Coulda Woulda Shoulda: The U.S. could have avoided some 36,000 deaths from coronavirus if cities and states had instituted social distancing or stay-at-home orders a week earlier in March, according to disease modelers from Columbia University. Some 54,000 deaths could have been avoided had social distancing begun two weeks earlier on March 1. “It’s a big, big difference,” Jeffrey Shaman, an epidemiologist at Columbia and the leader of the research team, told The New York Times. “That small moment in time, catching it in that growth phase, is incredibly critical in reducing the number of deaths.”

  • Also: The global number of coronavirus cases has passed 5.1 million, with more than 333,000 deaths, according to the Johns Hopkins University tracker. In the U.S., over 95,000 people have died from the disease–more than the  number of Americans killed in the Korean and Vietnam Wars, combined.

Back at it: All 50 states have begun reopening to some degree, Talal Ansari, Betsy McKay, and Jennifer Calfas report for The Wall Street Journal, although Washington, D.C. remains under stay-at-home orders, and large parts of some states, including major metropolitan areas, are still mostly shut. On Tuesday, the Centers for Disease Control and Prevention released detailed guidance on how to reopen the country, including recommendations for schools, restaurants, public transportation, and child care centers. The CDC advised that the first phase of reopening should begin after a state has seen a downward trajectory in cases over 14 days, but as Christina Maxouris, Eliott C. McLaughlin and Steve Almasy report for CNN, only 17 states’ average daily cases dropped more than 10 percent over the previous seven days.

  • Also: Aside from the risk of spreading or catching coronavirus as businesses open back up, workers could face other less obvious hazards, like Legionnaires’ disease, which is transmitted by a bacteria called Legionella pneumophila that thrives in stagnant water, Max Horberry reports for The New York Times. As water systems and pipes stand idle, bacteria like Legionella pneumophila could be reproducing and spreading, requiring disinfecting and thorough flushing as workers come back. “The buildings aren’t designed to be left alone for months,” Andrew Whelton, an associate professor of civil, environmental and ecological engineering at Purdue University, told The Times.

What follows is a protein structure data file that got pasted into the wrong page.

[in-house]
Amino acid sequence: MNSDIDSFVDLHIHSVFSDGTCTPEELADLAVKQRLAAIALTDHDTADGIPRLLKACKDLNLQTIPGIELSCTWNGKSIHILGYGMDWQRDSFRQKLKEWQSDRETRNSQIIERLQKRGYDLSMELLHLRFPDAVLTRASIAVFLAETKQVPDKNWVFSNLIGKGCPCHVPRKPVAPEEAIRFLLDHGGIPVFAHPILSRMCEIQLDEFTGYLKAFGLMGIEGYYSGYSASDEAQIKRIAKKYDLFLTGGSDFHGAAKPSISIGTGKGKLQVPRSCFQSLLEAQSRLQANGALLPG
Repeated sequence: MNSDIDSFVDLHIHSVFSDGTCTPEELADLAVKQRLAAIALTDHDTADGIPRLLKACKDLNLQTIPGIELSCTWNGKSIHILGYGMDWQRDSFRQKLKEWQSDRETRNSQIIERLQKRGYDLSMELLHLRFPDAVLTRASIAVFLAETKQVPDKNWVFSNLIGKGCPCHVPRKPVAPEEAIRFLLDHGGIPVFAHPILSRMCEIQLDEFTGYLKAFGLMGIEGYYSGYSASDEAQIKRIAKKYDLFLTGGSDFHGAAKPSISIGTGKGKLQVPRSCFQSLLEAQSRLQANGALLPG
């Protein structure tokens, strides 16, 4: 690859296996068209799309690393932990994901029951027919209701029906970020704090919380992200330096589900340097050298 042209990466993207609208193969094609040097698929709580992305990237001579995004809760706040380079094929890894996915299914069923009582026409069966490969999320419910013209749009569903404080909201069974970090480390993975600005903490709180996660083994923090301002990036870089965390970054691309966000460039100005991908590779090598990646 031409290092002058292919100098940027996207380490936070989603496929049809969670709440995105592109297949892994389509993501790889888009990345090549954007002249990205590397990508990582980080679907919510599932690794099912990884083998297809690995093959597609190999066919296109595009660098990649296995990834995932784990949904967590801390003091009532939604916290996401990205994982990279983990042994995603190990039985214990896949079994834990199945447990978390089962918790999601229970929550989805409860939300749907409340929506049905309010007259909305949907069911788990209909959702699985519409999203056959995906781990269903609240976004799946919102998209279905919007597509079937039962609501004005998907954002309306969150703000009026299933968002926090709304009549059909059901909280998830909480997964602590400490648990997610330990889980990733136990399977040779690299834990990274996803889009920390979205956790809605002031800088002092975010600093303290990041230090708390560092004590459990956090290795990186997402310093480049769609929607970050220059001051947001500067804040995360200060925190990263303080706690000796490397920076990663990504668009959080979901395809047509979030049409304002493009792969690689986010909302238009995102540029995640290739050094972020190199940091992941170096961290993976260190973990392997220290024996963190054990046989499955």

Hot spots: A new pandemic model that uses cell phone data to track social mobility shows that some states are at heightened risk for a resurgence of coronavirus cases, especially in places where restrictions are loosening even as case numbers rise. Crawford County in Iowa has a caseload that has recently risen 750 percent, and Colfax County in Nebraska’s case load has increased 1,390 percent, according to state data compiled by The Washington Post. “As communities reopen, we’re starting to detect evidence of resurgence in cases in places that have overreached a bit,” David Rubin, the director of PolicyLab, which produced the new model, told The Post. A presentation prepared by the Department of Health and Human Services and the Federal Emergency Management Agency shows new waves could be steep enough in some places to exceed ventilator capacity.


Doubly vulnerable: Covid-19 has swept through nursing homes, and disproportionately impacted people of color, especially black Americans, so it is sadly no surprise to see a coalition of newsrooms jointly report that nursing homes with a significant number of black and Latino residents have been twice as likely to be hit by the coronavirus as those where the population is mostly white. Employees at these homes report being given items like rain ponchos and swimming goggles in lieu of actual protective gear. In New York, where the divide was the starkest, in nursing homes with black and Latino residents making up at least 25 percent of the population, 84 percent have had at least one coronavirus case. In nursing homes where fewer than 5 percent of residents were black and Latino, only 33 percent had at least one coronavirus case.